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CLARENCE P. CAIN, ASHLEY J. WELCH; Measured and Predicted Laser-Induced Temperature Rises in the Rabbit Fundus. Invest. Ophthalmol. Vis. Sci. 1974;13(1):60-70.
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© ARVO (1962-2015); The Authors (2016-present)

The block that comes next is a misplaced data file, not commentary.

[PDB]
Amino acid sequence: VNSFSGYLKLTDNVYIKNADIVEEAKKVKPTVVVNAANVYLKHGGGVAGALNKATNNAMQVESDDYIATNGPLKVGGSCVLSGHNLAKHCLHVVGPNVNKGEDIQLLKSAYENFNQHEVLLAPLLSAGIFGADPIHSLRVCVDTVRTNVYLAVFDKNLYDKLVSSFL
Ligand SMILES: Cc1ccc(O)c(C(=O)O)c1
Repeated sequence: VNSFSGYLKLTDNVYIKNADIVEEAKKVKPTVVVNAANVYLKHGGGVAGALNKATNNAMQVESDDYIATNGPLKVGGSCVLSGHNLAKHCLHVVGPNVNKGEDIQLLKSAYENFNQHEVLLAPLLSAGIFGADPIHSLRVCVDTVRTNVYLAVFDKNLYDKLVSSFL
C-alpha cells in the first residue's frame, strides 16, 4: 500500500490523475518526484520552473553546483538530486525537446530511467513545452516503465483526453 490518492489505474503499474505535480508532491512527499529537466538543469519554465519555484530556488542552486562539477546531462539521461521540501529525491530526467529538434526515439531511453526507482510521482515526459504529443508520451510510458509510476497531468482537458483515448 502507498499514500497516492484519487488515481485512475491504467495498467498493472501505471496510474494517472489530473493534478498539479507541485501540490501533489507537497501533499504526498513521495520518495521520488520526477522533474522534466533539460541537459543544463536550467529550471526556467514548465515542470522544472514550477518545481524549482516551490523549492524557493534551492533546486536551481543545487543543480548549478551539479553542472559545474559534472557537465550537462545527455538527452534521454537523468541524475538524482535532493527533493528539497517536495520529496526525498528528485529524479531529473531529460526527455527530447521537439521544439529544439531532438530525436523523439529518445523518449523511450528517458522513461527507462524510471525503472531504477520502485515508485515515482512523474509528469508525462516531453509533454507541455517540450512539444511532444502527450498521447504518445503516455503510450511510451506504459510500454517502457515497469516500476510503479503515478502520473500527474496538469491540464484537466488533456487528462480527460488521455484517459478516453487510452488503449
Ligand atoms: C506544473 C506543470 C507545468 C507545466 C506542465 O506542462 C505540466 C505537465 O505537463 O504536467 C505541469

Retinal damage caused by high-intensity light is generally due to a temperature increase in the fundus. Until the present time, it has not been possible to accurately measure this temperature rise. A procedure is described and results presented to show the dynamic temperature changes in the fundus caused by laser light and to compare the experimental results with a published retinal temperature model. Temperature rise was found to be directly proportional to input power to the eye, but highly dependent on the shape and size of the retinal image. Our measured temperature increases at the end of 10 seconds of irradiation with a CW argon laser were an average of 30 per cent higher than model predictions for near steadystate emperatures. It was also found that the retinal image size must be very much larger than the temperature probe for accurate measurements. Measured temperatures were generally lower than model predictions for times less than 100 milliseconds. Temperature distributions measured across the retinal image in the pigment epithelium compared very favorably with model predictions. Perspective views of two-dimensional temperature profiles across the pigment epithelium and choroid are presented for both measurements and model.
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